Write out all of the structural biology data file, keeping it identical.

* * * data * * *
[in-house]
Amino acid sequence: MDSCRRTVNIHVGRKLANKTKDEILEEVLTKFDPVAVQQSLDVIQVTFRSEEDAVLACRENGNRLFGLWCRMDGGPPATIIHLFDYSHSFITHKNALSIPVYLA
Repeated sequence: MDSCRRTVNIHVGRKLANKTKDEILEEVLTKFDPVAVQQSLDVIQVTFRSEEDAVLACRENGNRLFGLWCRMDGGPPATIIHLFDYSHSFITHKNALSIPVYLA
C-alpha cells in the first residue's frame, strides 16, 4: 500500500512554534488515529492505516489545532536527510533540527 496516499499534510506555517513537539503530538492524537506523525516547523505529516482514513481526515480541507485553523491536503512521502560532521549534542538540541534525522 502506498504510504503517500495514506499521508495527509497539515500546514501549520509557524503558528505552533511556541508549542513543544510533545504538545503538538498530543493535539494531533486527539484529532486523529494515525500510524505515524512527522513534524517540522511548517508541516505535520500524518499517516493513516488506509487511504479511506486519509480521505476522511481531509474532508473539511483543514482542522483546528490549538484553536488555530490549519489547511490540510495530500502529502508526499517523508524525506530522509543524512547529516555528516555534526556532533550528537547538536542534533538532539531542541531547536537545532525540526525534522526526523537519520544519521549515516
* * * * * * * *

[in-house]
Amino acid sequence: MDSCRRTVNIHVGRKLANKTKDEILEEVLTKFDPVAVQQSLDVIQVTFRSEEDAVLACRENGNRLFGLWCRMDGGPPATIIHLFDYSHSFITHKNALSIPVYLA
Repeated sequence: MDSCRRTVNIHVGRKLANKTKDEILEEVLTKFDPVAVQQSLDVIQVTFRSEEDAVLACRENGNRLFGLWCRMDGGPPATIIHLFDYSHSFITHKNALSIPVYLA
C-alpha cells in the first residue's frame, strides 16, 4: 500500500512554534488515529492505516489545532536527510533540527 496516499499534510506555517513537539503530538492524537506523525516547523505529516482514513481526515480541507485553523491536503512521502560532521549534542538540541534525522 502506498504510504503517500495514506499521508495527509497539515500546514501549520509557524503558528505552533511556541508549542513543544510533545504538545503538538498530543493535539494531533486527539484529532486523529494515525500510524505515524512527522513534524517540522511548517508541516505535520500524518499517516493513516488506509487511504479511506486519509480521505476522511481531509474532508473539511483543514482542522483546528490549538484553536488555530490549519489547511490540510495530500502529502508526499517523508524525506530522509543524512547529516555528516555534526556532533550528537547538536542534533538532539531542541531547536537545532525540526525534522526526523537519520544519521549515516